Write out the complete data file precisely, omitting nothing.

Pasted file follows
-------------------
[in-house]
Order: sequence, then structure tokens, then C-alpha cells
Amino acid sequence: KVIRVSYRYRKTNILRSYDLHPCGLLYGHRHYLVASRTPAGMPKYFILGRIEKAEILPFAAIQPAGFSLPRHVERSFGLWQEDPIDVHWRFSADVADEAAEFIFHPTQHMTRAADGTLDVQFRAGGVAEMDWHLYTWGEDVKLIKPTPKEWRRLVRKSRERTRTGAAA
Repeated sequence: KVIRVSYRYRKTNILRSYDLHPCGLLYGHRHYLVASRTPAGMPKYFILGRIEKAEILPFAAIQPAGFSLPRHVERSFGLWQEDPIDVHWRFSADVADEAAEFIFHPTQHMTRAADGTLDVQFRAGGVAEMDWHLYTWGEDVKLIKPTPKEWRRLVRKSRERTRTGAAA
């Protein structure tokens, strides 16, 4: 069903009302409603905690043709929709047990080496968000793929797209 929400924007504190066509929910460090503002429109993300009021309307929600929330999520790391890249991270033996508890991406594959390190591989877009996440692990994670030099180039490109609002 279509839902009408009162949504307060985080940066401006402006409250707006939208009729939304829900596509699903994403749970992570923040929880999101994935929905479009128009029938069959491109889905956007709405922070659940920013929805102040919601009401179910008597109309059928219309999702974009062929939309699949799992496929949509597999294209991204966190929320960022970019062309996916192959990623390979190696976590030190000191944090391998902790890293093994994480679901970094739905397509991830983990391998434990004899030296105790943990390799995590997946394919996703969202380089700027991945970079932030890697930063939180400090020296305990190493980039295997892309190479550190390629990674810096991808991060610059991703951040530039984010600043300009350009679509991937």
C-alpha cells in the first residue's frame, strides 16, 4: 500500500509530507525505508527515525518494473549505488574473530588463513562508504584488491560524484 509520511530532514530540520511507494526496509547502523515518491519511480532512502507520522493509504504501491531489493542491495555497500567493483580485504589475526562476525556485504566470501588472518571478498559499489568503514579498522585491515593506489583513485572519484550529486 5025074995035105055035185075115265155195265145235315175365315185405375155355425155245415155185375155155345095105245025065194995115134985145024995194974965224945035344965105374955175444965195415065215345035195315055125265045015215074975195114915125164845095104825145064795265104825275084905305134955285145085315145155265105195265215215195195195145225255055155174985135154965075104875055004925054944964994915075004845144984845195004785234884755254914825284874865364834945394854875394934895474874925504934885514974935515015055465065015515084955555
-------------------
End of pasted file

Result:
[in-house]
Order: sequence, then structure tokens, then C-alpha cells
Amino acid sequence: KVIRVSYRYRKTNILRSYDLHPCGLLYGHRHYLVASRTPAGMPKYFILGRIEKAEILPFAAIQPAGFSLPRHVERSFGLWQEDPIDVHWRFSADVADEAAEFIFHPTQHMTRAADGTLDVQFRAGGVAEMDWHLYTWGEDVKLIKPTPKEWRRLVRKSRERTRTGAAA
Repeated sequence: KVIRVSYRYRKTNILRSYDLHPCGLLYGHRHYLVASRTPAGMPKYFILGRIEKAEILPFAAIQPAGFSLPRHVERSFGLWQEDPIDVHWRFSADVADEAAEFIFHPTQHMTRAADGTLDVQFRAGGVAEMDWHLYTWGEDVKLIKPTPKEWRRLVRKSRERTRTGAAA
């Protein structure tokens, strides 16, 4: 069903009302409603905690043709929709047990080496968000793929797209 929400924007504190066509929910460090503002429109993300009021309307929600929330999520790391890249991270033996508890991406594959390190591989877009996440692990994670030099180039490109609002 279509839902009408009162949504307060985080940066401006402006409250707006939208009729939304829900596509699903994403749970992570923040929880999101994935929905479009128009029938069959491109889905956007709405922070659940920013929805102040919601009401179910008597109309059928219309999702974009062929939309699949799992496929949509597999294209991204966190929320960022970019062309996916192959990623390979190696976590030190000191944090391998902790890293093994994480679901970094739905397509991830983990391998434990004899030296105790943990390799995590997946394919996703969202380089700027991945970079932030890697930063939180400090020296305990190493980039295997892309190479550190390629990674810096991808991060610059991703951040530039984010600043300009350009679509991937």
C-alpha cells in the first residue's frame, strides 16, 4: 500500500509530507525505508527515525518494473549505488574473530588463513562508504584488491560524484 509520511530532514530540520511507494526496509547502523515518491519511480532512502507520522493509504504501491531489493542491495555497500567493483580485504589475526562476525556485504566470501588472518571478498559499489568503514579498522585491515593506489583513485572519484550529486 5025074995035105055035185075115265155195265145235315175365315185405375155355425155245415155185375155155345095105245025065194995115134985145024995194974965224945035344965105374955175444965195415065215345035195315055125265045015215074975195114915125164845095104825145064795265104825275084905305134955285145085315145155265105195265215215195195195145225255055155174985135154965075104875055004925054944964994915075004845144984845195004785234884755254914825284874865364834945394854875394934895474874925504934885514974935515015055465065015515084955555